Bark River Knife and Tool Bushcrafter Review
by: Kevin Estela
Founder and Head Instructor of Estela Wilderness Education
Certain knives speak to generations. If you grew up in the 80’s, you knew the hollow-handle variety made popular by a muscle-bound action hero. If you grew up in the 90’s, you probably don’t need “proof” of my opening statement but you know what kind of STEEL I’m talking about. In the 2000’s and today, there seem to be many knives sold as “bushcraft” style. Perhaps the most famous of these is Ray Mears’s Woodlore made by Alan Wood or SWC of England. Woodlore knives have devoted followers and are prized for their simplicity in design, beautiful hardwood handles and polished “Scandi” style short flat grind. As with any design over time, improvements can be made. Newer steels and improved technology can do nothing but enhance original specs. Thus is the case with the new Bark River Knife and Tool Bushcrafter. An improved edge, tougher steel and a more durable handle are just three of the improvements made to an already fantastic design.
Background and Credibility:
I am a Survival Instructor who teaches the gambit of skills from primitive through traditional to modern. I practice and disseminate many skills and information from various cultures and enjoy the pastime of getting outdoors. I am not a military SERE instructor nor do I try to inflate my resume’ to make me appear as something I am not. Truth is, I am a lifelong outdoorsman, realist and hobbyist bushcrafter with knowledge, ability and experience that casts no doubt to my credibility in evaluating knives and gear. I also practice “bushcraft” whenever I can. I may have modern gear making the fight with Mother Nature easier but, hell, I am totally fine sleeping in the cab of my truck if it is too nasty to pitch a tent near a fishing spot. While I can easily “smooth” it with luxury, I do enjoy and prefer roughing it outdoors and doing more with less. The pastime or lifestyle of bushcraft follows this simple philosophy. Live with nature as opposed to being a Man vs. Wild. I have learned to use natural materials in lieu of synthetics, make tools with what I have around (as carrying gear for every contingency is impossible and live life outdoors slowly and deliberately. I say “slowly” as this is a clear distinction between the SERE types and the primitive/bushcraft styles of survival. The SERE type can’t stop to admire nature the way a civilian can. That is a huge distinction between military survival and bushcraft. In bushcraft, there is no sense of urgency and I’m not evading, avoiding detection and dispatching enemies. About as close as I will get to avoiding detection in bushcraft is leaving no trace as in any outdoor pursuit.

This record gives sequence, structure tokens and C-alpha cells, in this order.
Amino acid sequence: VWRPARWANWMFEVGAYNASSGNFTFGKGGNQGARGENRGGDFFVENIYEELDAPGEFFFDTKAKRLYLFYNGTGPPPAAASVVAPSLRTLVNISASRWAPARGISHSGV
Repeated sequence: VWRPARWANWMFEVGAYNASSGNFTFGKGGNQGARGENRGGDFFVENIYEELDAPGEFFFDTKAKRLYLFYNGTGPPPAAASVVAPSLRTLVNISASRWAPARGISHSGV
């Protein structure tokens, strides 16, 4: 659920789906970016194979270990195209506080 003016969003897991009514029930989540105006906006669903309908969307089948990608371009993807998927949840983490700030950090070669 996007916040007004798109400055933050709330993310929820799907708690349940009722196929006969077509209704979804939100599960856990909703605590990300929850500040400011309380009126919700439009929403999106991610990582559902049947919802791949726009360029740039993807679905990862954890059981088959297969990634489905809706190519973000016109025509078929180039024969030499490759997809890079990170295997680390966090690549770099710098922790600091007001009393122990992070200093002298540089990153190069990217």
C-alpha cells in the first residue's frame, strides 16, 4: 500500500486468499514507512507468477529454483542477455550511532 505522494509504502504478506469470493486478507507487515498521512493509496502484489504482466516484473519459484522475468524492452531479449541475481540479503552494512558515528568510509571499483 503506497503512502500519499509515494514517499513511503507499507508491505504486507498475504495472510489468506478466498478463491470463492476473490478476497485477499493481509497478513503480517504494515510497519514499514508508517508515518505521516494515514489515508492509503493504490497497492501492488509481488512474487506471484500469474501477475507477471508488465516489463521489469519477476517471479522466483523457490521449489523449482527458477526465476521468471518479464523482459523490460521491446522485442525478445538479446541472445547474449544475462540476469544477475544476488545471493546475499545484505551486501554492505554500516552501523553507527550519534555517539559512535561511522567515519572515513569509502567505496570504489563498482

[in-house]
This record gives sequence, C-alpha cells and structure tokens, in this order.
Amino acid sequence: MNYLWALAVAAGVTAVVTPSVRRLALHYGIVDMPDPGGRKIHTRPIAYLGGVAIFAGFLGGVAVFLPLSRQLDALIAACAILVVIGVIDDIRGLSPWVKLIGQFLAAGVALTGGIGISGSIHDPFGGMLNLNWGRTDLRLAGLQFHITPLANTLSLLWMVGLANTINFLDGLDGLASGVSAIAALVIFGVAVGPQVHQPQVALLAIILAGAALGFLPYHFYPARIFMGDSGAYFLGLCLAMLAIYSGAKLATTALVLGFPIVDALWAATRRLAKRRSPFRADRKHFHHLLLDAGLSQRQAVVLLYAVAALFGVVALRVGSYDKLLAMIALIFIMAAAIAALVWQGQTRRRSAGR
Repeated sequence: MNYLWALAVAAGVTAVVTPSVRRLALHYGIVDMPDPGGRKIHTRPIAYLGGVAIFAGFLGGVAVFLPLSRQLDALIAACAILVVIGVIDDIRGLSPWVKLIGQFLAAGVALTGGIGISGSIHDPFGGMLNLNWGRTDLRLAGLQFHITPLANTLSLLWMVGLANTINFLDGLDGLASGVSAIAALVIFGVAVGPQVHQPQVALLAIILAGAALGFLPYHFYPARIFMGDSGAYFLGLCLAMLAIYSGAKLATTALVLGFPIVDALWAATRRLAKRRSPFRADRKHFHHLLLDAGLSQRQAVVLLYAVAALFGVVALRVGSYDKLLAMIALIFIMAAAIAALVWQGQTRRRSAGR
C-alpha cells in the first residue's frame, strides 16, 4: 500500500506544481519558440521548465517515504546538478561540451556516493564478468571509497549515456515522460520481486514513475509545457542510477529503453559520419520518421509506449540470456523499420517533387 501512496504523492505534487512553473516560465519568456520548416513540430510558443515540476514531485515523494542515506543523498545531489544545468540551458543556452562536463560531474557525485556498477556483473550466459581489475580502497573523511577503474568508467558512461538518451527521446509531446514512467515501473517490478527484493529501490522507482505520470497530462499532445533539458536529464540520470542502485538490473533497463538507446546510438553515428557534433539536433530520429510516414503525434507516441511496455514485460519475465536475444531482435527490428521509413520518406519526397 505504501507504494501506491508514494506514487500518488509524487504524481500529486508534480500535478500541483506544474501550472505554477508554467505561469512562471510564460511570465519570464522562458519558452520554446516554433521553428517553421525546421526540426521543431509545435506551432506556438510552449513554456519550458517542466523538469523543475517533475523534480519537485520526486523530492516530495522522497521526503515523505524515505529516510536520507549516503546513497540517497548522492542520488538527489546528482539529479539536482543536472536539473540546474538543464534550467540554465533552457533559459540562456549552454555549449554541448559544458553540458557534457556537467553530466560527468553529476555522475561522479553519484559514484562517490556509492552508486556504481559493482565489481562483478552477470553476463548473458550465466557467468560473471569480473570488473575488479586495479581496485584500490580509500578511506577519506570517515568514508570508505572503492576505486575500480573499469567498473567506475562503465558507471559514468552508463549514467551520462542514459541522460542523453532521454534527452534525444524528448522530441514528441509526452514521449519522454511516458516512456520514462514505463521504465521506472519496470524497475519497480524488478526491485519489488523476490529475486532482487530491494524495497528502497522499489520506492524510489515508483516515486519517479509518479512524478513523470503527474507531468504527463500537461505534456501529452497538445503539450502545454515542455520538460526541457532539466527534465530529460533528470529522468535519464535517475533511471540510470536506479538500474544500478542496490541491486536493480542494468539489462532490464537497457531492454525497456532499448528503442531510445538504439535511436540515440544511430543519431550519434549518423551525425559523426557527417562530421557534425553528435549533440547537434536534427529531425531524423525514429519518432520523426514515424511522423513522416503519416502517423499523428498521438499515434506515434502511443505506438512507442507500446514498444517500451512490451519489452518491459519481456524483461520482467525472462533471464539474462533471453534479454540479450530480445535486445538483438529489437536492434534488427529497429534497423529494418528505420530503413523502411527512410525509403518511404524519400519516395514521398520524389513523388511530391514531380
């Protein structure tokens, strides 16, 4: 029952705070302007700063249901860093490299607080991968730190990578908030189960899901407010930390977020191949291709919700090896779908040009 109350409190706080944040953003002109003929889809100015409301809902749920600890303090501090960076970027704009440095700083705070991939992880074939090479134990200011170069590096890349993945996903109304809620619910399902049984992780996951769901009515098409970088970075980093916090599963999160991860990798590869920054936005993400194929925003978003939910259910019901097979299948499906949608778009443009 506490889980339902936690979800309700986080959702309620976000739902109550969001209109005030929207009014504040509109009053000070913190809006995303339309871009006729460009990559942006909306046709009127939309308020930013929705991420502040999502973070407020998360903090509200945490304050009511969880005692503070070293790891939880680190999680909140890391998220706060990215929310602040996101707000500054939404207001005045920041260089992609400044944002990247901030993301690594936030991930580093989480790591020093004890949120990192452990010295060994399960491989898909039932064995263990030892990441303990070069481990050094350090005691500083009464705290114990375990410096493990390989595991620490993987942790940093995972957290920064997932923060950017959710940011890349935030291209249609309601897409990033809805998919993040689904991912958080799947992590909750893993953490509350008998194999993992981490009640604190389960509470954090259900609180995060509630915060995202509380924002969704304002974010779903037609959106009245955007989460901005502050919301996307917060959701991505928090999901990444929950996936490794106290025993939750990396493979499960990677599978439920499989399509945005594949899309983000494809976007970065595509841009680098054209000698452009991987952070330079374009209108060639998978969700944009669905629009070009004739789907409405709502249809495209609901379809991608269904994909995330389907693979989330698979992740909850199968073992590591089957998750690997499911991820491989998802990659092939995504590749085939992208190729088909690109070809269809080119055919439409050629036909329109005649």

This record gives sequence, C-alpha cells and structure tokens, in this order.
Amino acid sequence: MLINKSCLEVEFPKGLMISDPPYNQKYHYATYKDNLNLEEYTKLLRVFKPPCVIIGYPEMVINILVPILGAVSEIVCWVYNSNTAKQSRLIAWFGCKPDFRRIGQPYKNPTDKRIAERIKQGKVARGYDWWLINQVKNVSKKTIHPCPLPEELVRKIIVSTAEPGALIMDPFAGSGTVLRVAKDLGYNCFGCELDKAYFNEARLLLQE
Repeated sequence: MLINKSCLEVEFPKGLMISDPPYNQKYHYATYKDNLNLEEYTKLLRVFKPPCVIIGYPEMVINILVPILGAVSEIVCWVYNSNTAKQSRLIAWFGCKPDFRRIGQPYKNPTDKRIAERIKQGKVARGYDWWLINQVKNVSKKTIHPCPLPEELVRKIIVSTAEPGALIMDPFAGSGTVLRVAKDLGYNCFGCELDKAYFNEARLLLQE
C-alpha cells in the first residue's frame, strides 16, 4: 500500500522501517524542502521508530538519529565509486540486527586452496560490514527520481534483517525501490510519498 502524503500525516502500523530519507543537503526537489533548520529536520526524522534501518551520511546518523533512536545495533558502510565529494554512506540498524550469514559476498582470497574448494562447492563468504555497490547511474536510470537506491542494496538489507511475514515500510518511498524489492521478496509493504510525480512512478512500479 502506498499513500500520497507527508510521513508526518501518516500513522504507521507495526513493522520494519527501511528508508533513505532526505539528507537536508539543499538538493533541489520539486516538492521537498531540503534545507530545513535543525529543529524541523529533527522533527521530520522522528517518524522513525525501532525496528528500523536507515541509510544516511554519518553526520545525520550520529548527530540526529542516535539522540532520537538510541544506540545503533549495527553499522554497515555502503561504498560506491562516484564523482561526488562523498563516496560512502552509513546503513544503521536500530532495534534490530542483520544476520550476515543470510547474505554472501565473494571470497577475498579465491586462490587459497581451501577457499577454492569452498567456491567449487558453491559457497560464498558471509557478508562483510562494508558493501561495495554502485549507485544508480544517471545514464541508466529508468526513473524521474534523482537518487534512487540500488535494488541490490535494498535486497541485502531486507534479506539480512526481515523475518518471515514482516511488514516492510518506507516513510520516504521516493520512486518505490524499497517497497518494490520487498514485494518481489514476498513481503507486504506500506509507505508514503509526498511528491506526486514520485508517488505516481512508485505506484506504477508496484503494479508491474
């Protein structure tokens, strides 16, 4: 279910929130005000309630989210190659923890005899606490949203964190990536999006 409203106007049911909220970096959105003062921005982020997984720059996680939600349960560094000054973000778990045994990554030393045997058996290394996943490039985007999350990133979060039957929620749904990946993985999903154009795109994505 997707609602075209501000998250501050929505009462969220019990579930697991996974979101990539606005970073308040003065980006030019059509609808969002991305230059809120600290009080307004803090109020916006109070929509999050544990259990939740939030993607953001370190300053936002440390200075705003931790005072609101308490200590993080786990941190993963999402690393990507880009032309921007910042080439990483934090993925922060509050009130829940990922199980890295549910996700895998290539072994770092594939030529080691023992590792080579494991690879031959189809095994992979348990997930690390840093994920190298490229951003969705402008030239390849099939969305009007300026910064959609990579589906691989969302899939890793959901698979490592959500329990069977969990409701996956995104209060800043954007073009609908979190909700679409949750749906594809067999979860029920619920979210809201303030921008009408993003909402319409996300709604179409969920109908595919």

The Bushcraft Knife:
The knife of the bushcrafter must reflect its intended purpose. Sure, any knife can be stretched beyond its intended purpose much like a computer can be used as a hammer. Then again, the knife of the bushcrafter is more likely to be a planned decision since there is no urgency as mentioned previously. A bushcrafter’s knife will likely be purpose driven. In determining purpose, you look at the cutting tasks most commonly associated with the pastime. These include carving, slicing, light batoning, gutting/game prep and tip “drilling.” A bushcrafter would not be interested then in a knife whose attributes don’t help advance his/her skill. A saw back ruins and limits the effectiveness of batons. A large pronounced guard may protect a hand from riding a blade in a thrust but makes choking up on the ricasso more difficult. A black painted-on finish creates drag where a finely finished satin edge is more efficient in eliminating drag. There are many blades pushed into service as bushcraft knives but they are not the same. A bushcraft knife meets the needs of the bushcrafter. If it doesn’t, it is merely a knife used by a bushcrafter.
My first real exposure to the gold standard of bushcraft knives came in 1995 when I purchased Ray Mear’s The Outdoor Survival Manual. In this book, a knife called “the Woodlore” was line drawn with a simple description. For years, I looked for a cheap copy, purchased some similar designs until I finally finished school, was hired as History Teacher and had more disposable income to buy a real woodlore (notice I didn’t say a lot of disposable income? I am a teacher after all)